Cruzan v. Franklin Stores Corp.

Decision Date26 March 1963
Docket NumberNo. 7032,7032
Citation380 P.2d 190,72 N.M. 42,1963 NMSC 56
PartiesEaster CRUZAN and Claude M. Allison, Plaintiffs-Appellants, v. FRANKLIN STORES CORPORATION, a corporation, Karl's Shoe Stores, Ltd., a corporation, and Pauline U. Petchesky, Individually and as Executrix of the Estate of Barney W. Petchesky, Eugene U. Petchesky and Marian P. Silver, Defendants-Appellees.
CourtNew Mexico Supreme Court

Hervey, Dow & Hinkle, W. E. Bondurant, Jr., S. B. Christy IV, Harold L. Hensley, Jr., Roswell, for appellants.

Seth, Montgomery, Federici & Andrews, Santa Fe, for appellees Pauline U. Petchesky, executrix of the estate of Barney W. Petchesky, Eugene Petchesky and Marian Silver.

Atwood & Malone, Roswell, for appellee Karl's Shoe Stores, Ltd.

NOBLE, Justice.

Plaintiffs, Easter Cruzan and Claude M. Allison, appeal from a judgment of the district court denying damages for an alleged breach of covenants in a ten-year building lease for failure to (1) make repairs, and (2) return the premises in as good order and condition as when entered upon, ordinary wear excepted.

Plaintiff Cruzan leased a two-story building in down town Roswell, New Mexico to Franklin Stores Corporation (hereafter called Franklin) for a term of ten years from January 1, 1947. Before entering into possession, Franklin subleased to Petchesky who assumed all of the terms and conditions to be performed by the tenant. On December 1, 1948, Petchesky subleased the lower floor to Karl's Shoe Stores, Ltd. (hereafter called Karl's) who assumed and agreed to perform lessee's conditions as to the first floor. The trial court found that the first floor was returned in as good condition as when entered upon. The second floor was never occupied.

The principal issue is raised by two points dealing with facts and conclusions found or refused by the trial court. The attack is directed to whether, as a matter of law, the court applied the correct measure of damages for breach of covenants to repair and surrender the leased premises in good condition. Without discussing the findings or conclusions in detail, we think it may fairly be said that the specific question is whether a tenant may set off improvements made by it to escape its obligation to restore the building.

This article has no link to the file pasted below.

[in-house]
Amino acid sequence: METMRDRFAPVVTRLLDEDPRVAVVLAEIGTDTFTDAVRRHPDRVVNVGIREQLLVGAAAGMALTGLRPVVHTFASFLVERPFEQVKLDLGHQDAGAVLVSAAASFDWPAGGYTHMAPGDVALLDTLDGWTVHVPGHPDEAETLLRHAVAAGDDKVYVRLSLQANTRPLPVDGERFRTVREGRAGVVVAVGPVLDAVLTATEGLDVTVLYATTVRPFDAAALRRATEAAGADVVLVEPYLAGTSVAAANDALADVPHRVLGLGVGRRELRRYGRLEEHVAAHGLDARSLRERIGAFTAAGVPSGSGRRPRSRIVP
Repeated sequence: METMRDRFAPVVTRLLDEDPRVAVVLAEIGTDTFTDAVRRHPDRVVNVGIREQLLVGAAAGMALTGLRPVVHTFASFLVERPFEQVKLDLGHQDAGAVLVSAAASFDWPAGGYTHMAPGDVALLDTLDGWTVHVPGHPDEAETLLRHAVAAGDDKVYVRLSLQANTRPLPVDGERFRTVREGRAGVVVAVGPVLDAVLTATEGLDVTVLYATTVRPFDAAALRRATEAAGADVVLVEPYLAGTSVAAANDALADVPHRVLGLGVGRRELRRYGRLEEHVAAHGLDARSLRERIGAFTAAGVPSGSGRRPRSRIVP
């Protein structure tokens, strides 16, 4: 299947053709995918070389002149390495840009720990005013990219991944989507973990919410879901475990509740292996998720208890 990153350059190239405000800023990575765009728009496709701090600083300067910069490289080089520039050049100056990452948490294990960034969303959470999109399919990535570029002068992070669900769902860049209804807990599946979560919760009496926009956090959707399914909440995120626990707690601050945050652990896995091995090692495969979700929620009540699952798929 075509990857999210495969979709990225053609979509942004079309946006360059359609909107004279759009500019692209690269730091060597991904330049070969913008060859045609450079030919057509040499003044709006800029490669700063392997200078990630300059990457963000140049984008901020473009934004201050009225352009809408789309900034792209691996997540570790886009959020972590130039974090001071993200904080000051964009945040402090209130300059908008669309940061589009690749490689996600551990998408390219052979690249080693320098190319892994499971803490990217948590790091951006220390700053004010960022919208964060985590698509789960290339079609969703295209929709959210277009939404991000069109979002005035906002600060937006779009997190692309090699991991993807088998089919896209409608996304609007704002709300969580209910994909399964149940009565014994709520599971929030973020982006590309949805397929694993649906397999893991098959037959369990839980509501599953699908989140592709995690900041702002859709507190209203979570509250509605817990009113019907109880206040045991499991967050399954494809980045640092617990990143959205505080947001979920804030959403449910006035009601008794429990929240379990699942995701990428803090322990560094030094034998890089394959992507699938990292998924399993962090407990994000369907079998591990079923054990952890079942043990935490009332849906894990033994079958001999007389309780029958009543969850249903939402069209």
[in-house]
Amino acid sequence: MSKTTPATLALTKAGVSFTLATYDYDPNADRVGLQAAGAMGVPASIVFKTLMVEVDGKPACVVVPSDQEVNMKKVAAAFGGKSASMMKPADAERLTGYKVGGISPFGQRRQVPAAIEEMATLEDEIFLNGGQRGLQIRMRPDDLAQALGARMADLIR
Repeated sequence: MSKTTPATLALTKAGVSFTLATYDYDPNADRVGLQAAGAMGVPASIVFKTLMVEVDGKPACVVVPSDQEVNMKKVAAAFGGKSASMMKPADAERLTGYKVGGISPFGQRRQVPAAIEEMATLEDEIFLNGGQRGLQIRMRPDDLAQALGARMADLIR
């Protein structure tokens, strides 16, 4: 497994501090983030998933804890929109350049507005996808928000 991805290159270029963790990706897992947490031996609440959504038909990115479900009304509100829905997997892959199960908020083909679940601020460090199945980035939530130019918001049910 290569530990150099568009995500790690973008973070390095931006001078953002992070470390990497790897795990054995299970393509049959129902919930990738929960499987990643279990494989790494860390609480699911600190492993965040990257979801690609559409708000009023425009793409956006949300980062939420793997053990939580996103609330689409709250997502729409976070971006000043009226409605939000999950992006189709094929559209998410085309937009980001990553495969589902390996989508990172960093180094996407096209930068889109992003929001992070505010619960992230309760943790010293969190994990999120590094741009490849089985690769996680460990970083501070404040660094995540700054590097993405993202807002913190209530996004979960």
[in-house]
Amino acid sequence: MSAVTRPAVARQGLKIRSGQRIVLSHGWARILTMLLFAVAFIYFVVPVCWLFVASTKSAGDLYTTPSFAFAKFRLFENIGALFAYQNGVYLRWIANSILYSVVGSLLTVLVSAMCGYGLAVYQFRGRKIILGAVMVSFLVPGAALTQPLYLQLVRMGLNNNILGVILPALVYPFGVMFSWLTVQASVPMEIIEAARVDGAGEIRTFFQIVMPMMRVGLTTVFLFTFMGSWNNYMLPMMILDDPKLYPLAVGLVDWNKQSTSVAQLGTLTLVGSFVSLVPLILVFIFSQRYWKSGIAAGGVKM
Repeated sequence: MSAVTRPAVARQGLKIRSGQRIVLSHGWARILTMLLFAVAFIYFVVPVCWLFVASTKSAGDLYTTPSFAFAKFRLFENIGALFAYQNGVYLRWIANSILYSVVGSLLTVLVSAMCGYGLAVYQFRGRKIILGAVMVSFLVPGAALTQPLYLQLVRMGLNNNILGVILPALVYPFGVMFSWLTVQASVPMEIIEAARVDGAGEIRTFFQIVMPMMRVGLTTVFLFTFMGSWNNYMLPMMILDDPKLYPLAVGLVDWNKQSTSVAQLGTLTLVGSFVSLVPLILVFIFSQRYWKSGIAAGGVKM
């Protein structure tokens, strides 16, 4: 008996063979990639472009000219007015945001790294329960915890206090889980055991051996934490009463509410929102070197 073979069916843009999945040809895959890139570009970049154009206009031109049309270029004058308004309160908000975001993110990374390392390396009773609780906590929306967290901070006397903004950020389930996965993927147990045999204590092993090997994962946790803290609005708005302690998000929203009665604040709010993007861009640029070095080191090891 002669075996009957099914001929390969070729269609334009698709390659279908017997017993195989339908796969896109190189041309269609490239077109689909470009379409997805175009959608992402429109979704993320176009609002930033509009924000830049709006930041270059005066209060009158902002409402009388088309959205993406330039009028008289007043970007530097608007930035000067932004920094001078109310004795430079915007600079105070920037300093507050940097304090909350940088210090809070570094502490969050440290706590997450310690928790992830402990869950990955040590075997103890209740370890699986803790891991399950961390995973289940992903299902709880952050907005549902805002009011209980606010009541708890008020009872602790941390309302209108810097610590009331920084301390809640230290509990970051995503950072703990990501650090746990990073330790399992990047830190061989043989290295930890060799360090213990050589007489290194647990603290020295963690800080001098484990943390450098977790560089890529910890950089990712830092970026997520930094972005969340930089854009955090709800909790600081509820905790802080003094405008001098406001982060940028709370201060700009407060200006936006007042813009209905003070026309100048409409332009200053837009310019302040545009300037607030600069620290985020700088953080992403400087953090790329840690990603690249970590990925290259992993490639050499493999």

Generally, the measure of damages for breach of a covenant to repair or surrender in a prescribed condition is the cost of putting the premises in repair or the prescribed condition. Snider v. Town of Silver City, 56 N.M. 603, 247 P.2d 178; 80 A.L.R.2d 983, 987, 1001; Reinherimer v. Mays, 75 Okl. 131, 182 P. 230; Braem v. Washington Piece Dye Works, 100 N.J.L. 209, 126 A. 461 (S.Ct.1924); Delano v. Tennent, 138 Wash. 39, 244 P. 273, 45 A.L.R. 766; Storr v. Keljik, 178 Minn. 391, 227 N.W. 211. But, defendants argue that where improvements have been made which enhance the value of the premises, the lessee's liability for failure to surrender in the prescribed condition is limited to diminution in market value of the property. The trial court applied the diminution test as the measure of damages in this case.

In support of diminution in value of the premises as a whole, as the measure of damages, defendants rely largely upon Realty Associates, Inc. v. United States, 138 F.Supp. 875, 134 Ct.Cl. 167 and United States v. Flood Building, 157 F.Supp. 438 (D.C.Cal.1957). Both decisions are distinguishable upon their facts. The court characterized the improvements and the added value in Realty Associates as a 'rags to riches' story. There, very extensive improvements were made by the government which greatly increased the value, and the property was returned in such improved condition that it leased for a very substantial amount where before it had been vacant and largely in an untenantable condition. That decision turned upon the fact that no damage had been caused to any part of the building by any act or neglect of the tenant. The court remarked that tearing out the improvements made by the tenant and restoring the property to its former condition would be the last thing the landlord would want. He was held not entitled to recover the cost of tearing out improvements which he did not want removed, and which would have left the premises in much less valuable condition. The alterations in the Flood Building case gave the structure, in down town San Francisco, a higher general use for rental purposes than before the improvements. The court there distinguished that case from the general rule when it said: